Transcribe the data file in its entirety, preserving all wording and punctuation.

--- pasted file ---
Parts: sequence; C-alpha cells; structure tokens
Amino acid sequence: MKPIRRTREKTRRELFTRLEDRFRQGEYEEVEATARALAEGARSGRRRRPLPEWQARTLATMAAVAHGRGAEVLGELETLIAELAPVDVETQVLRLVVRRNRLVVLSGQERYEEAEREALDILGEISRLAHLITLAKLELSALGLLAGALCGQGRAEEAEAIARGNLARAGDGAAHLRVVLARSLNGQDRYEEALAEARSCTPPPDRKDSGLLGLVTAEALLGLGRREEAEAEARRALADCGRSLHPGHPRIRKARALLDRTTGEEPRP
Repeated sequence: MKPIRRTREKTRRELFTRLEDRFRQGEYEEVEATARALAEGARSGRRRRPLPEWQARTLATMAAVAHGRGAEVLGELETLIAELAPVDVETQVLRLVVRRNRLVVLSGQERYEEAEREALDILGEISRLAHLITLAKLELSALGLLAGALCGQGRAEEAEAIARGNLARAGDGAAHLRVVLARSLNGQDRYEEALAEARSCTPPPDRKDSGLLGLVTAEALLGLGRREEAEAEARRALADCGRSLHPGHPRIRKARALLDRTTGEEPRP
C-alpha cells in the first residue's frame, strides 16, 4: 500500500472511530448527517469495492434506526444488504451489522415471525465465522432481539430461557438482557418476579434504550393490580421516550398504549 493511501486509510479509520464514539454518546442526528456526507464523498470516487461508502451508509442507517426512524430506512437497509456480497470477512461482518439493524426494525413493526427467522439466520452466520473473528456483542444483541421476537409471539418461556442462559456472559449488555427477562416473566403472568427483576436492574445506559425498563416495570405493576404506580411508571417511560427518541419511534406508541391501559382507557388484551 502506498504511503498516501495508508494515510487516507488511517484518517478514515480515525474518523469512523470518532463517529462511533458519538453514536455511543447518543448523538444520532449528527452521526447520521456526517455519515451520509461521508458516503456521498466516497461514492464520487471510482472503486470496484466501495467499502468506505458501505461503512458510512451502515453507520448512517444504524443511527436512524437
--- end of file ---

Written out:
Parts: sequence; C-alpha cells; structure tokens
Amino acid sequence: MKPIRRTREKTRRELFTRLEDRFRQGEYEEVEATARALAEGARSGRRRRPLPEWQARTLATMAAVAHGRGAEVLGELETLIAELAPVDVETQVLRLVVRRNRLVVLSGQERYEEAEREALDILGEISRLAHLITLAKLELSALGLLAGALCGQGRAEEAEAIARGNLARAGDGAAHLRVVLARSLNGQDRYEEALAEARSCTPPPDRKDSGLLGLVTAEALLGLGRREEAEAEARRALADCGRSLHPGHPRIRKARALLDRTTGEEPRP
Repeated sequence: MKPIRRTREKTRRELFTRLEDRFRQGEYEEVEATARALAEGARSGRRRRPLPEWQARTLATMAAVAHGRGAEVLGELETLIAELAPVDVETQVLRLVVRRNRLVVLSGQERYEEAEREALDILGEISRLAHLITLAKLELSALGLLAGALCGQGRAEEAEAIARGNLARAGDGAAHLRVVLARSLNGQDRYEEALAEARSCTPPPDRKDSGLLGLVTAEALLGLGRREEAEAEARRALADCGRSLHPGHPRIRKARALLDRTTGEEPRP
C-alpha cells in the first residue's frame, strides 16, 4: 500500500472511530448527517469495492434506526444488504451489522415471525465465522432481539430461557438482557418476579434504550393490580421516550398504549 493511501486509510479509520464514539454518546442526528456526507464523498470516487461508502451508509442507517426512524430506512437497509456480497470477512461482518439493524426494525413493526427467522439466520452466520473473528456483542444483541421476537409471539418461556442462559456472559449488555427477562416473566403472568427483576436492574445506559425498563416495570405493576404506580411508571417511560427518541419511534406508541391501559382507557388484551 502506498504511503498516501495508508494515510487516507488511517484518517478514515480515525474518523469512523470518532463517529462511533458519538453514536455511543447518543448523538444520532449528527452521526447520521456526517455519515451520509461521508458516503456521498466516497461514492464520487471510482472503486470496484466501495467499502468506505458501505461503512458510512451502515453507520448512517444504524443511527436512524437